What follows is from the transcript of today's session, provided by Congressman Wexler himself. He asks only this:
I would urge you to contact the editors and news departments of your local media and ask them to look into the responses below. It is critical that this discussion takes place beyond emails and blogs – and is covered by the mainstream media.If, as this news gets out, there is not a groundswell of support for the firing or resignation of Robert Mueller, then you can bet either the media is in total control lock-down over the torture issue, or the political instincts of even liberals in this country are so blunted after almost eight years of Bush/Cheney that they wouldn't recognize a principled position anymore if it fell upon their heads.
In two weeks the Judiciary Committee will be holding hearings to investigate the fact that the highest levels of the Bush Administration sanctioned and ordered the torture of prisoners in United States custody. This is intolerable and we must vigorously oppose this policy that demeans our nation and offends our conscience.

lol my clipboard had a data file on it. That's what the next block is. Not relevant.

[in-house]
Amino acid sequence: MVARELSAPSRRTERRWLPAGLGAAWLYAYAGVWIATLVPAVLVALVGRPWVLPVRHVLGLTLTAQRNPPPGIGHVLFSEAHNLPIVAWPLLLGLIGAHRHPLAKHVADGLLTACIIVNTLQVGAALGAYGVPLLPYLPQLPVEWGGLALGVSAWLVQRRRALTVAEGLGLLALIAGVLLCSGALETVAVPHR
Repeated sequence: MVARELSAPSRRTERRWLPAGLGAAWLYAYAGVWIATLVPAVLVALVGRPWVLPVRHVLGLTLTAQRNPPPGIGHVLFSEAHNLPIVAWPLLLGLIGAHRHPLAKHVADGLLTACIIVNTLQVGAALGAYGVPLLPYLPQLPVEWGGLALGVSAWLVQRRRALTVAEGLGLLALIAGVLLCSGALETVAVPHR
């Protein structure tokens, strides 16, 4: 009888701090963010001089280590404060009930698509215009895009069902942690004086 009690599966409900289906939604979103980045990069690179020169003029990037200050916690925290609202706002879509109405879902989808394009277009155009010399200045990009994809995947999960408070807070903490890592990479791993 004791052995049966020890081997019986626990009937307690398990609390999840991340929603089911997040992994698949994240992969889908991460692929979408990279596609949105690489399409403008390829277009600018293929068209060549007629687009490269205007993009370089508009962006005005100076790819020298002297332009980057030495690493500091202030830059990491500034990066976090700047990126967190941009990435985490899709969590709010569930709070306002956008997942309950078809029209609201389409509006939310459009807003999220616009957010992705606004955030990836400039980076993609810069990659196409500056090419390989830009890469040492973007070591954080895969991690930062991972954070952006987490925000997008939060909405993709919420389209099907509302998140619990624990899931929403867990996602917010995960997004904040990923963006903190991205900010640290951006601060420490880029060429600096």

Robert Wexler: Thank you Mr. Chairman. Mr. Director, in January of 2006, the New York Times reported that the NSA wireless wiretapping program had produced thousands of leads each month that the FBI had to track down, but that no Al-Qaeda networks were discovered. During a July 17, 2007 briefing, FBI deputy director John Pistole indicated that the FBI was not aware of any Al-Qaeda sleeper cells operating in the United States. In August of 2007 Congress passed the Protect America Act, giving the intelligence community greater access to electronic communications coming into and out of the United States. I have two questions in this regard.
RW: Has the FBI found any sleeper cells yet? One…
RW: Two. Has the NSA’s wireless wiretapping programs either before the Protect America Act or after led to the prosecution and conviction of any terrorists in the United States?